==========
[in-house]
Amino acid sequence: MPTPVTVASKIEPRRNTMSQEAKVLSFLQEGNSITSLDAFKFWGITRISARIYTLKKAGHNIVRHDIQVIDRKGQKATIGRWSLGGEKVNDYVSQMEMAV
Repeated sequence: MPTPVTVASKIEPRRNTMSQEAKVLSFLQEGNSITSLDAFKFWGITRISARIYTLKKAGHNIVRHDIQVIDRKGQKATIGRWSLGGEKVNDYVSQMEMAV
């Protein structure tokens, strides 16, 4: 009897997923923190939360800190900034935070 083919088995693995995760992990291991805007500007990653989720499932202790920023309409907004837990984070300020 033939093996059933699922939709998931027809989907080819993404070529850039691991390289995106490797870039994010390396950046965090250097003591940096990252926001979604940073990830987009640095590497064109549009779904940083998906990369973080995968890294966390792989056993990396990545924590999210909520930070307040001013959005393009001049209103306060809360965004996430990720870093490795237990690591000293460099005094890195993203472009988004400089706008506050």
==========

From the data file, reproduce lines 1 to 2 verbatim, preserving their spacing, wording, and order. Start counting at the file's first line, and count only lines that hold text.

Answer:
[in-house]
Amino acid sequence: MPTPVTVASKIEPRRNTMSQEAKVLSFLQEGNSITSLDAFKFWGITRISARIYTLKKAGHNIVRHDIQVIDRKGQKATIGRWSLGGEKVNDYVSQMEMAV